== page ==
Which energy changes just kicked in?


April sees a number of changes to energy regulation come into force.

Firstly, minimum energy efficiency standards, or MEES regulations, now mean public and private sector landlords cannot grant a tenancy to new or existing tenants if their property has an EPC rating of band F or G.

Landlords can self-certify for exemption, but it requires some effort (details here). Otherwise there are penalties of up to £160,000 per property.

Secondly, a tranche of new charging arrangements came into force on 1 April which will have an impact on business energy bills.

DCP161 and DCP228 affect distribution network charges, which make up 10-15% of the average power bill.

DCP161 affects network capacity. Businesses have a set capacity, agreed with their distribution network operator, around the maximum demand they can import. Previously, if they breached that capacity, they just paid the standard rate for any excess. But from now on, breaching the agreed capacity limit incurs a penalty charge up to three times the standard rate.

DCP228 affects time of use tariffs – red, amber and green, or RAG, rates. Red rates had typically been many times higher than green rates, leading companies to adopt red band avoidance strategies. But from now on, the RAG rates are flattened, so that the difference between red and green rates is much less. While some half-hourly metered companies using power during peak times may see smaller bills as a result, others face higher charges as avoidance measures become nullified. For example, firms operating overnight will now pay more.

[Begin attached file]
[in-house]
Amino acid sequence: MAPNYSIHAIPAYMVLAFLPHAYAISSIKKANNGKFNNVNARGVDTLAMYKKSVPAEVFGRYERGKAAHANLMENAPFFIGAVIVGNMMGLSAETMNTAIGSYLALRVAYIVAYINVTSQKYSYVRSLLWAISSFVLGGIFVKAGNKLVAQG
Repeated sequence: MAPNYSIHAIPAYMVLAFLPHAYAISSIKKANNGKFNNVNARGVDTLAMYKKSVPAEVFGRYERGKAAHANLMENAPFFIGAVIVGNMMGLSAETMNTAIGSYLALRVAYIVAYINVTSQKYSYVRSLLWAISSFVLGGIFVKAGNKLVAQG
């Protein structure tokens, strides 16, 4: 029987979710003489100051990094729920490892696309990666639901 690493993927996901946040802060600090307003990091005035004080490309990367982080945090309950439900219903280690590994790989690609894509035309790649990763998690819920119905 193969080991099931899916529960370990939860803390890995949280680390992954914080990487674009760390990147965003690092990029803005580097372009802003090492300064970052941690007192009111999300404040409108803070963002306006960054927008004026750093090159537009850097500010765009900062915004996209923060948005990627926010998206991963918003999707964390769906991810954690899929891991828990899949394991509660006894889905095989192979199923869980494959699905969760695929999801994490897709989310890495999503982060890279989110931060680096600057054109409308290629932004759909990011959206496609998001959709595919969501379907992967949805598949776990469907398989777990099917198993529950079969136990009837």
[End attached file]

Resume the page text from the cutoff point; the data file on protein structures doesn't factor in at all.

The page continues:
Meanwhile, the P350 Balancing and Settlement Code (BSC) modification changes the way businesses are charged for power transmission losses. According to consultancy Inprova Energy, that could increase electricity bills for London business consumers by around 1.5%. Business energy consumers in the North and Scotland, however, are likely to pay less.

Related articles:

What will hit energy bills in 2018?

One in ten commercial buildings drops into danger zone as MEES looms

Government publishes guidance for landlords on minimum energy efficiency laws

Lawyers outline how landlords can avoid falling foul of minimum energy efficiency standards

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